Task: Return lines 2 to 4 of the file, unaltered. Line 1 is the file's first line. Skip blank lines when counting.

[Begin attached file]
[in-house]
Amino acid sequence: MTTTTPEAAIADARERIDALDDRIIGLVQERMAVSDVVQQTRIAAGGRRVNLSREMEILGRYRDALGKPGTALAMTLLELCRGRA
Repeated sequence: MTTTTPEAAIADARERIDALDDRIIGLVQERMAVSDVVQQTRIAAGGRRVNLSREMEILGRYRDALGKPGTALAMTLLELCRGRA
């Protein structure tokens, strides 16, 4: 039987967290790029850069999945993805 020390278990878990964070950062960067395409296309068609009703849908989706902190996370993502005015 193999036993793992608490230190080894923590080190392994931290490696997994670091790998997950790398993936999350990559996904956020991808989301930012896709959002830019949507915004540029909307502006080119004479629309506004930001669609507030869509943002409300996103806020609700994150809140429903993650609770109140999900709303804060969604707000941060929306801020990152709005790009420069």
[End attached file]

Amino acid sequence: MTTTTPEAAIADARERIDALDDRIIGLVQERMAVSDVVQQTRIAAGGRRVNLSREMEILGRYRDALGKPGTALAMTLLELCRGRA
Repeated sequence: MTTTTPEAAIADARERIDALDDRIIGLVQERMAVSDVVQQTRIAAGGRRVNLSREMEILGRYRDALGKPGTALAMTLLELCRGRA
């Protein structure tokens, strides 16, 4: 039987967290790029850069999945993805 020390278990878990964070950062960067395409296309068609009703849908989706902190996370993502005015 193999036993793992608490230190080894923590080190392994931290490696997994670091790998997950790398993936999350990559996904956020991808989301930012896709959002830019949507915004540029909307502006080119004479629309506004930001669609507030869509943002409300996103806020609700994150809140429903993650609770109140999900709303804060969604707000941060929306801020990152709005790009420069």